Matt’s Gallery, 92 Webster Road, SE16 4DF, London
Elizabeth Magill, 23 February – 4 March 2018
Mandy Ure, 9 – 18 March 2018
Angus Braithwaite, 23 March – 1 April 2018
In the coming months, Matt’s Gallery will present a rapid succession of short exhibitions and events at 92 Webster Road. The Gallery’s practice of working with artists of different generations will continue with an open ended, vibrant and responsive programme of artists presentations. Forthcoming exhibitions in February and March will be by Elizabeth Magill, Mandy Ure and Angus Braithwaite.
This domestic space with garden marks a shift away from the warehouse spaces Matt’s Gallery has worked in to date, while maintaining its close connection with the artists’ studio as a site of production and display. The gallery and office have been designed by Director Robin Klassnik’s son, architect Tomas Klassnik of architectural practice The Klassnik Corporation.
Throughout 2018 Matt’s Gallery will be located at Ron Henocq Fine Art.
David Austen’s solo presentation, The Drowned, is the inaugural exhibition at Matt’s Gallery’s new space at Ron Henocq Fine Art, 92 Webster Road, Bermondsey. Austen’s work is the first to occupy a 3 metre cubic gallery space specially designed for the site. Matt’s Gallery will be in residence at the studio throughout 2018 and will relocate their office operations to a newly designed workspace on the premises.
The exhibition sees the artist responding to the unique spatial constraints of a gallery space that has been designed and built in the former shopfront space of Ron Henocq’s studio. The works gathered suggest a shifting relationship between weight and weightlessness akin to moving in water.
Austen has revisited a group of drawings completed decades ago and mislaid in time. A series of watercolours have been produced in remembrance of the absent works; Figures appear grounded in invisible landscapes and oblique narratives are rendered through their relationships. Austen likens the figures to ‘naked ghosts’ – survivors or victims of some unknown tragedy.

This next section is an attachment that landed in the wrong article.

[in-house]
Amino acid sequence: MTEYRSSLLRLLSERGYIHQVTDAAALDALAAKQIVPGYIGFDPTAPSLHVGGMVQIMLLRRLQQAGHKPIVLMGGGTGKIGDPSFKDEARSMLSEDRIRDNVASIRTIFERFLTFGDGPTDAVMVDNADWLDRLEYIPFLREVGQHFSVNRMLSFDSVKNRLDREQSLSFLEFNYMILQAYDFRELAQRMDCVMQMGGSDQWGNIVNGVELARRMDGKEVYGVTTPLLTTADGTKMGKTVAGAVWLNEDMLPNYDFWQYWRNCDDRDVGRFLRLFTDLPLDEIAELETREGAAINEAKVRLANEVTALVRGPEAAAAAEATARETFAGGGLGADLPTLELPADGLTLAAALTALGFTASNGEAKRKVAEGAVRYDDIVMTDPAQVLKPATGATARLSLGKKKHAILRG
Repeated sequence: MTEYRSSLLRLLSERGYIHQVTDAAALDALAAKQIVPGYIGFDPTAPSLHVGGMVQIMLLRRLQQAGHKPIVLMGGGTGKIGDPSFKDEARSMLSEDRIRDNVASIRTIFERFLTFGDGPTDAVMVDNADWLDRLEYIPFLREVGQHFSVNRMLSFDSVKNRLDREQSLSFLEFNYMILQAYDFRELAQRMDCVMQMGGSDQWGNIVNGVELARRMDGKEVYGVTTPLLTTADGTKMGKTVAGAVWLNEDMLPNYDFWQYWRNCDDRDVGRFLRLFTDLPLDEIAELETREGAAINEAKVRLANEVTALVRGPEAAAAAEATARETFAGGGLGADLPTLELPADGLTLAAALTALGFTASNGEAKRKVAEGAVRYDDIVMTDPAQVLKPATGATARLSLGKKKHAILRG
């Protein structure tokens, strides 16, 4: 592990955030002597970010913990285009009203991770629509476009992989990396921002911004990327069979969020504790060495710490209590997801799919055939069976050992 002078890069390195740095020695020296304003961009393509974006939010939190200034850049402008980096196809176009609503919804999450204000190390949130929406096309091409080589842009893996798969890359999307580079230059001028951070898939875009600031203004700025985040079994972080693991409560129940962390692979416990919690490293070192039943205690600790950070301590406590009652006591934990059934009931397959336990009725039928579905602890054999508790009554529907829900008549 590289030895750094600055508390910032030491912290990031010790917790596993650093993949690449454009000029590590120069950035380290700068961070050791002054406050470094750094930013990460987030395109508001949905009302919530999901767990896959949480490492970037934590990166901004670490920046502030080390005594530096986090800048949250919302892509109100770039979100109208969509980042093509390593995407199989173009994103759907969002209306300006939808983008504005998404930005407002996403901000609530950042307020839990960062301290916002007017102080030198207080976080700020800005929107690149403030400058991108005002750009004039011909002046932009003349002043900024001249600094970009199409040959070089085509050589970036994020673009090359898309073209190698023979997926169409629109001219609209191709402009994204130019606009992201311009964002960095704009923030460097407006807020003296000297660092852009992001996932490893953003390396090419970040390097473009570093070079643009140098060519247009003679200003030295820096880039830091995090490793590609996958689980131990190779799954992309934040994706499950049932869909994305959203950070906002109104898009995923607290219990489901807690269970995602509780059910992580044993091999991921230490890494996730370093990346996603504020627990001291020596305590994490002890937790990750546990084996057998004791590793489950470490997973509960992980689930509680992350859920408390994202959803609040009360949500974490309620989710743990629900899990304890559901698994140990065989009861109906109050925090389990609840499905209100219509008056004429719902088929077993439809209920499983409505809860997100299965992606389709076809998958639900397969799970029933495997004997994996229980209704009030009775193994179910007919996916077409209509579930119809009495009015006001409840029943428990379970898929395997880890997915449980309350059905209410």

Set alongside these a new sculptural work floats in the space. The works dissolve into one another and into the space.
A specially commissioned text by writer Hisham Matar will accompany the exhibition.
In the coming months, Matt’s Gallery will present a rapid succession of short exhibitions and events at 92 Webster Road. The Gallery’s practice of working with artists of different generations will continue with an open ended, vibrant and responsive programme of artists presentations and guest-curated shows. This domestic space with garden marks a shift away from the warehouse spaces Matt’s Gallery has worked in to date, while maintaining its close connection with the artists’ studio as a site of production and display. The gallery and office have been designed by Director Robin Klassnik’s son, architect Tomas Klassnik of architectural practice The Klassnik Corporation.
The Drowned marks the first instalment of this programme and will be open for one month. It will be followed by an exhibition of paintings by Elizabeth Magill running 23 February to 4 March 2018 after which the gallery will present an on-going series of ten-day shows.
Possessions_inc is a video and web project by Matt’s Gallery and Richard Grayson. Episode 20 is currently available to watch.
Over 2016-2018 Matt’s Gallery will be posting monthly instalments of the video project Possessions_inc. Part series, part blog, part essay, part talking head, Possessions_inc. is an expanding exploration of: ideas of value, ways we invest in objects, the Bilderberg owl, animatronics, the mystery of Rennes Le Chateau, codes, fakes, oligarchs, the missing head of Philip K Dick, treasure hunting, M.R. James, the V.I.P. Lounge, drug smuggling, computer animation, animism, Pygmalion and the insurance industry.
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Nathaniel Mellors present a major new solo exhibition at the New Museum, New York, for which he has created a new environment including video projection and animatronic sculpture. Progressive Rocks is curated by Margot Norton, Curator, and will be on view in the New Museum’s recently inaugurated South Galleries, a space designated for premiering new productions at the Museum. The South Galleries preserve the character of the building’s loft spaces, where many artists historically worked and exhibited. Conflating narrative tropes and methods from television sitcoms, theater, science fiction, mythology, and anthropology, Mellors writes the scripts for each of his projects, which he also directs, edits, and produces. His raucous films feature a book-eating creature named “The Object” who literally digests a family’s library in Ourhouse (2010–ongoing); a Neanderthal in perpetual free-fall over the San Joaquin Valley in Neanderthal Container, (2014); and two messianic beings, in the form of a cardboard box and a giant egg, who attempt to make sense of a culture that they created millions of years prior in The Aalto Natives (2017, in collaboration with Erkka Nissinen, originally conceived for the Finnish Pavilion at the Venice Biennale).